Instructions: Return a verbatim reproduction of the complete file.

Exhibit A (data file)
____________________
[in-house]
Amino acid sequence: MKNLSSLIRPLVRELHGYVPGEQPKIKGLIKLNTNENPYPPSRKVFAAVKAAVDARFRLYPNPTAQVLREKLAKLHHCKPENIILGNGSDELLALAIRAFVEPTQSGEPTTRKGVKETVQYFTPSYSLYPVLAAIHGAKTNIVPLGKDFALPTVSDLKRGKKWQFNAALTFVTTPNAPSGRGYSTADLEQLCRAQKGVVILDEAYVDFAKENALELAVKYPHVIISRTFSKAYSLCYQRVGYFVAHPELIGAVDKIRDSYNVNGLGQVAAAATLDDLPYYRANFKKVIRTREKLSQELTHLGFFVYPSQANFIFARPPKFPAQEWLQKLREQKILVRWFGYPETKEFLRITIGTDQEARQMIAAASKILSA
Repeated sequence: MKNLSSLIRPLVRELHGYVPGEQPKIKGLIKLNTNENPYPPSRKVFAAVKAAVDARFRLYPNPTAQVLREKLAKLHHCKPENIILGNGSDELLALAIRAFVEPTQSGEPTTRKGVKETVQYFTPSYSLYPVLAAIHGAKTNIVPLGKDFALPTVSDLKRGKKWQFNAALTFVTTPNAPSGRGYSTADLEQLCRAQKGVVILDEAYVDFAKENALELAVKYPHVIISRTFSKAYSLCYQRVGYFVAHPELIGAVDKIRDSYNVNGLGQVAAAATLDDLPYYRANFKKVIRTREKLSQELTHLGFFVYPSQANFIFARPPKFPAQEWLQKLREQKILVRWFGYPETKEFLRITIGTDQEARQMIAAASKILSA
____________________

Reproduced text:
[in-house]
Amino acid sequence: MKNLSSLIRPLVRELHGYVPGEQPKIKGLIKLNTNENPYPPSRKVFAAVKAAVDARFRLYPNPTAQVLREKLAKLHHCKPENIILGNGSDELLALAIRAFVEPTQSGEPTTRKGVKETVQYFTPSYSLYPVLAAIHGAKTNIVPLGKDFALPTVSDLKRGKKWQFNAALTFVTTPNAPSGRGYSTADLEQLCRAQKGVVILDEAYVDFAKENALELAVKYPHVIISRTFSKAYSLCYQRVGYFVAHPELIGAVDKIRDSYNVNGLGQVAAAATLDDLPYYRANFKKVIRTREKLSQELTHLGFFVYPSQANFIFARPPKFPAQEWLQKLREQKILVRWFGYPETKEFLRITIGTDQEARQMIAAASKILSA
Repeated sequence: MKNLSSLIRPLVRELHGYVPGEQPKIKGLIKLNTNENPYPPSRKVFAAVKAAVDARFRLYPNPTAQVLREKLAKLHHCKPENIILGNGSDELLALAIRAFVEPTQSGEPTTRKGVKETVQYFTPSYSLYPVLAAIHGAKTNIVPLGKDFALPTVSDLKRGKKWQFNAALTFVTTPNAPSGRGYSTADLEQLCRAQKGVVILDEAYVDFAKENALELAVKYPHVIISRTFSKAYSLCYQRVGYFVAHPELIGAVDKIRDSYNVNGLGQVAAAATLDDLPYYRANFKKVIRTREKLSQELTHLGFFVYPSQANFIFARPPKFPAQEWLQKLREQKILVRWFGYPETKEFLRITIGTDQEARQMIAAASKILSA